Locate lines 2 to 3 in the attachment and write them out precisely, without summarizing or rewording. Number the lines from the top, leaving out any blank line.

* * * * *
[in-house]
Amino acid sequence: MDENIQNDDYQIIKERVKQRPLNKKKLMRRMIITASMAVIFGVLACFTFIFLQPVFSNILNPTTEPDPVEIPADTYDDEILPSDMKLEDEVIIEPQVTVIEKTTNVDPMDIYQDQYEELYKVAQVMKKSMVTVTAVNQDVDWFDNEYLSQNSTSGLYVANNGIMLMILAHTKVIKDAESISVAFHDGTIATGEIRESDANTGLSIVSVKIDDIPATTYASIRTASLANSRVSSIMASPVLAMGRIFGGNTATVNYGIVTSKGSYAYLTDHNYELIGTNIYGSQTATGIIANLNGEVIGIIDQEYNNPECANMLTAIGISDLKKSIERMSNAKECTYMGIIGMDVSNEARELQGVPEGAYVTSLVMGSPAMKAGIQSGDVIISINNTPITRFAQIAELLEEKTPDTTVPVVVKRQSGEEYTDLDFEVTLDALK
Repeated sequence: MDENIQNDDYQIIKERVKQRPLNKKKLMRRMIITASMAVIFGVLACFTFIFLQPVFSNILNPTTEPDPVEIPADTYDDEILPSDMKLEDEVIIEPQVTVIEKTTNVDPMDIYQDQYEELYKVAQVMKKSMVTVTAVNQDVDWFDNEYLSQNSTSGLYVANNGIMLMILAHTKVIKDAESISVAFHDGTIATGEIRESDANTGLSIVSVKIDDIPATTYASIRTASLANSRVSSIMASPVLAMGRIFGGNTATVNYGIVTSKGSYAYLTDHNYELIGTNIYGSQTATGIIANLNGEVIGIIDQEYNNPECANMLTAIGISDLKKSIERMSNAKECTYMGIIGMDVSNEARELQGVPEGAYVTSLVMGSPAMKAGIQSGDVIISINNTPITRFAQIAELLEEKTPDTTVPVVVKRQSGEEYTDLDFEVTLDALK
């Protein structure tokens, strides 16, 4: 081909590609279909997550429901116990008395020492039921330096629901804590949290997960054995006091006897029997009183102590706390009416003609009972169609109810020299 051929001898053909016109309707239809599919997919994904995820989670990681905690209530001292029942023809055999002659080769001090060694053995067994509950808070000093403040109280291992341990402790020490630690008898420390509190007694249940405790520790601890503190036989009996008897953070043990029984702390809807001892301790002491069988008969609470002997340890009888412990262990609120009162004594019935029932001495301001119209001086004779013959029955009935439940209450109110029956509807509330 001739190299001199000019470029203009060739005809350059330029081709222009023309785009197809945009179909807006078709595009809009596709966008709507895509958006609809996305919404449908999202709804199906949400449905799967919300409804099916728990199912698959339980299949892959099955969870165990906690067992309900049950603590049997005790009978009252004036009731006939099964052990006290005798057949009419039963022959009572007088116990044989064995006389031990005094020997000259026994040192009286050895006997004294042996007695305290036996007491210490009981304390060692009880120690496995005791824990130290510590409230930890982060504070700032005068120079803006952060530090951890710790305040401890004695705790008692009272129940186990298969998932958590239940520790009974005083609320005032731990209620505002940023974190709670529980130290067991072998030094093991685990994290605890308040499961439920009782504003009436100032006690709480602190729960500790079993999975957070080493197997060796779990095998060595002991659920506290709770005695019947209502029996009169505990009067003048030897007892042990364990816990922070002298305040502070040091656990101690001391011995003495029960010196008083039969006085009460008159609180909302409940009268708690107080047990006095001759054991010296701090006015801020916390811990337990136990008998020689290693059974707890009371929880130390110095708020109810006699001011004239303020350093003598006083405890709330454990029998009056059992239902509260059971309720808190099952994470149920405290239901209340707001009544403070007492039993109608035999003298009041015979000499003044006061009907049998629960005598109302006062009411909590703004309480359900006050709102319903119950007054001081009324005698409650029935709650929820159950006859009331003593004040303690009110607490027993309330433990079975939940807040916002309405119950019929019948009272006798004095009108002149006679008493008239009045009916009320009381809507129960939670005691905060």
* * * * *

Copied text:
Amino acid sequence: MDENIQNDDYQIIKERVKQRPLNKKKLMRRMIITASMAVIFGVLACFTFIFLQPVFSNILNPTTEPDPVEIPADTYDDEILPSDMKLEDEVIIEPQVTVIEKTTNVDPMDIYQDQYEELYKVAQVMKKSMVTVTAVNQDVDWFDNEYLSQNSTSGLYVANNGIMLMILAHTKVIKDAESISVAFHDGTIATGEIRESDANTGLSIVSVKIDDIPATTYASIRTASLANSRVSSIMASPVLAMGRIFGGNTATVNYGIVTSKGSYAYLTDHNYELIGTNIYGSQTATGIIANLNGEVIGIIDQEYNNPECANMLTAIGISDLKKSIERMSNAKECTYMGIIGMDVSNEARELQGVPEGAYVTSLVMGSPAMKAGIQSGDVIISINNTPITRFAQIAELLEEKTPDTTVPVVVKRQSGEEYTDLDFEVTLDALK
Repeated sequence: MDENIQNDDYQIIKERVKQRPLNKKKLMRRMIITASMAVIFGVLACFTFIFLQPVFSNILNPTTEPDPVEIPADTYDDEILPSDMKLEDEVIIEPQVTVIEKTTNVDPMDIYQDQYEELYKVAQVMKKSMVTVTAVNQDVDWFDNEYLSQNSTSGLYVANNGIMLMILAHTKVIKDAESISVAFHDGTIATGEIRESDANTGLSIVSVKIDDIPATTYASIRTASLANSRVSSIMASPVLAMGRIFGGNTATVNYGIVTSKGSYAYLTDHNYELIGTNIYGSQTATGIIANLNGEVIGIIDQEYNNPECANMLTAIGISDLKKSIERMSNAKECTYMGIIGMDVSNEARELQGVPEGAYVTSLVMGSPAMKAGIQSGDVIISINNTPITRFAQIAELLEEKTPDTTVPVVVKRQSGEEYTDLDFEVTLDALK